Spectator with Agency

The improvisation spectator has a great range of roles within which to situate herself, including the fairly passive one invited by traditional theater or film, where viewers have a high degree of immersion in the storyworld and relatively little sense of agency. At the other end of the spectrum, the spectator of an improvisational performance may take on a much more active role, imagining future scenarios based on the unfolding performance, contemporaneous with the actors on stage.

One of the distinctive markers of watching an improvisation comes out of the audience's knowledge that the work is in fact improvised. Improvisation is inherently reflexive, calling attention to its own constructedness in the advancing present moment that the actors share with the audience. This is just the kind of immediacy that some alternative theater pioneers sought, hoping to rehabilitate narrative form which had been critiqued for uncritically retelling and therefore reinforcing conventional social roles. A narrative that reflects its own construction challenges the conventional. This post-modern strategy of foregrounding mediation ultimately undermines any singular claim to truth, for if truth is seen to be always mediated, it must also be subjective and labile.

Like the actors in improvised theater, the audience is also engaged in a split focus. The audience is to some extent attentive to story, immersed in the unfolding narrative. But audience members are also gleefully attentive to the way that the story is being built. There is a particular pleasure for the spectator in seeing an improviser set up her own character's downfall, for example. The audience knows that the writer-improviser is setting the trap for the actor-improviser to fall into. The most sophisticated spectators look for any and all signs of engagement among actors to mold the story in particular directions, as well as the inevitable gaffes and misunderstandings. Spectators are often able to decode intended directions or mistakes which authenticate the scriptless and spontaneous process in motion.

The awareness of a narrative under construction in the present invites the audience into the act of constructing, imagining plot lines that might have been. Speaking of the performance art improvisers Grand Union, one theorist contends that "audience members were encouraged to compare [performer] decisions...with decisions they themselves might make in a similar situation" (S.L Foster as quoted in Smith and Dean 200). Brecht also writes about such a position for the audience in the theaterworks he envisions, likening the spectator to a river builder who "sees [the river] together with its original bed and many a fictitious bed which it might have had if the angle of incline or the amount of water and been different...Our spectator in the theater should be made aware of these sketchy lines and echoes in incidents which occur" (Organum #41).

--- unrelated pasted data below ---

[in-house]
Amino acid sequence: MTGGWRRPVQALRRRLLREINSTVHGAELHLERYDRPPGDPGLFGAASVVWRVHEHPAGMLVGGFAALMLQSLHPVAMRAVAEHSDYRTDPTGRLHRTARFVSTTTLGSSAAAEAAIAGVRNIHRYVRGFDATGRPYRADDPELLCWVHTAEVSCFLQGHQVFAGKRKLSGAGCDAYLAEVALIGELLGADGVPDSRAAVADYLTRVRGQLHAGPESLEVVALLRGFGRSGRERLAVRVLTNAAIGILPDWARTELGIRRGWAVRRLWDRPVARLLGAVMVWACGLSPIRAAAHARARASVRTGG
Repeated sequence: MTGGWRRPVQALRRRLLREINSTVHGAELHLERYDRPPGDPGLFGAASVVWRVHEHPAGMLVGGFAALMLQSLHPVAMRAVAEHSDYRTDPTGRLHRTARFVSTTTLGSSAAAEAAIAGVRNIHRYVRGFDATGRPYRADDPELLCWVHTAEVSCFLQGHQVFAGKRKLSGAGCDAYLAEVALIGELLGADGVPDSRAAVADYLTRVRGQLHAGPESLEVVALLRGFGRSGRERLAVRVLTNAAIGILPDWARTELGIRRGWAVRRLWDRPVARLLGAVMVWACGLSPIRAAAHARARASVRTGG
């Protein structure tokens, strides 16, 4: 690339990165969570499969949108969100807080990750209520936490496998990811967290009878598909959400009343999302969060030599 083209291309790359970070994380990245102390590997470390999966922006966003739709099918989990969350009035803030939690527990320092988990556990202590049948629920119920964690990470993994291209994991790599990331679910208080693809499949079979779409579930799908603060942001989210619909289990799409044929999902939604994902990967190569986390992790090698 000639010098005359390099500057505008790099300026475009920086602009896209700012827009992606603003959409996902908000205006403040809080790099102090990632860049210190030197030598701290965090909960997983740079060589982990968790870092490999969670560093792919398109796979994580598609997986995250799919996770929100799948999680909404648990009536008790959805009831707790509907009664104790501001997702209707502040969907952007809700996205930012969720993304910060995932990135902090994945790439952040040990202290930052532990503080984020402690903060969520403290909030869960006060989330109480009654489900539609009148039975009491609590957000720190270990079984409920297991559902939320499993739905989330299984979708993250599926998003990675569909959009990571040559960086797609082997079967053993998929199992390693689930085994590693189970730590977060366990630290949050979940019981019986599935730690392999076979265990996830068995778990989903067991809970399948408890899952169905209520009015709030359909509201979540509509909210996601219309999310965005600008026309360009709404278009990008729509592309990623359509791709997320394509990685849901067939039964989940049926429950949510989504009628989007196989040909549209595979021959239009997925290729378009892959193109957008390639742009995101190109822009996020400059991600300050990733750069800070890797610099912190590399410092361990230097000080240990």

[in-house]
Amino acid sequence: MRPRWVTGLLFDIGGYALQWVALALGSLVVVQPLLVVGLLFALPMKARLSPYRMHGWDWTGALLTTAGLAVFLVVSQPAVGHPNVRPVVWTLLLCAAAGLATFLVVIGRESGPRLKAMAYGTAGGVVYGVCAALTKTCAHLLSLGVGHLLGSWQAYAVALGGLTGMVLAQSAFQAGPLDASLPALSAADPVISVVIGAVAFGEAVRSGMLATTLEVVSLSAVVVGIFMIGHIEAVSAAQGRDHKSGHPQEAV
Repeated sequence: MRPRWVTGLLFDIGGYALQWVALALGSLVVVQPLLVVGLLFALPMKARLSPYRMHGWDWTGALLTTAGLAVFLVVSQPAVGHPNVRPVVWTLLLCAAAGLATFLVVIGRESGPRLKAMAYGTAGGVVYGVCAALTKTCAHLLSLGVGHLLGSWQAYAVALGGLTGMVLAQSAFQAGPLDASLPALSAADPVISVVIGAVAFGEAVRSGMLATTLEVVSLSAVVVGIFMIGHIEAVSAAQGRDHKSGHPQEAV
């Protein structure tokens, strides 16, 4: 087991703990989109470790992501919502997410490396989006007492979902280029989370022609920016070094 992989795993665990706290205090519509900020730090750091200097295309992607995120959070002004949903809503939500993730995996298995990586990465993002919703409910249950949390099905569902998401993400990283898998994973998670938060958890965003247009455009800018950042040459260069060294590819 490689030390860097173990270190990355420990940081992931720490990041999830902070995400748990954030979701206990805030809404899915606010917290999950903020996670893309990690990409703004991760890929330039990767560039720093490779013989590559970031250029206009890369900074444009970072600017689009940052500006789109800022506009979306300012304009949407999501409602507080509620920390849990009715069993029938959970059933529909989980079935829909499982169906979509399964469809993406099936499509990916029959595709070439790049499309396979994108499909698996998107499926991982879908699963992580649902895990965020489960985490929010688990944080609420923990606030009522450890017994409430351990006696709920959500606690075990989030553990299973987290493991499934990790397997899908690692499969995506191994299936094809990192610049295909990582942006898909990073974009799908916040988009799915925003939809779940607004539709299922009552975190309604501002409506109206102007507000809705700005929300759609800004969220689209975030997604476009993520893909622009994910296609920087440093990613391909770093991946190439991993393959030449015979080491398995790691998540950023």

Speculative practices like these require an audience member to behave more like a writer than in most forms of theater. Where traditional plays ask the audience to identify with the characters and some alternative theaterworks ask the audience to reckon with the presence of the actor, improvised theater asks the spectator to do both...and more. Improvisation invites audiences to enjoy the pleasure of immersion of traditional drama, all the while calling attention to the actors creating the narrative. Improvised theater then goes on to invite the spectator to collaborate in authorship in a sense by imagining would-be scenarios and completing or justifying narrative lines that remain open and unresolved at the end of the performance. The spectator shifts between a focus on a compelling character, the actor playing the character, the actor/playwright writing the plot, and on her own act of authoring the missing or possible elements of the piece. Frost and Yarrow describe this process as follows:

The process [of improvisation] does not only involve a 'sender' and a 'receiver' (an 'active' performer and a 'passive' spectator). The spectator is active, tooand more than usually so when watching something improvised. The act of decoding information implies the creation of new, often unsuspected or unintended meanings out of the signals received. The audience does not only 'read' the performancein a very real sense it 'writes' it, too (167).

They go on to assert that the spectator's authorship continues after s/he has left the theater:

"An act of theatre has many sets of meaning. There is that which is created in the act of performance, and there is that which is re-created after the performance. The first created jointly by the actor and his co-creator, the audience member; the second is created privately in the mind of either after the event is concluded and the partners in the original act have separated. And there is a third kind of meaning; the meaning of the whole event, which is apprehended by the whole group, the community which partakes in its creation. This is meaningfulness, where all participants experience the way meaning is made. It is an archetypal experience of theatre." (169)

Whether or not Frost and Yarrow's contentions are accepted in full, it is nevertheless clear that the spectator's role in improvisational theater can be a good deal more active than the same in conventional drama. This increased agency develops greater engagement with the emerging narrative, paralleling the engagement that George experiences in the immersive environment of the II9. In his case, however, his emergent behavior and the engagement he experiences comes out of his interaction with the machine...and the designer behind it.

Jump to Moving Towards the Post-Human: Why George Is the Way He Is

Jump to George Immersed and Emergent

Improvisation in Act I, Scene 3

Improvisation in Act I, Scene 5

Improvisation in Act I, Scene 7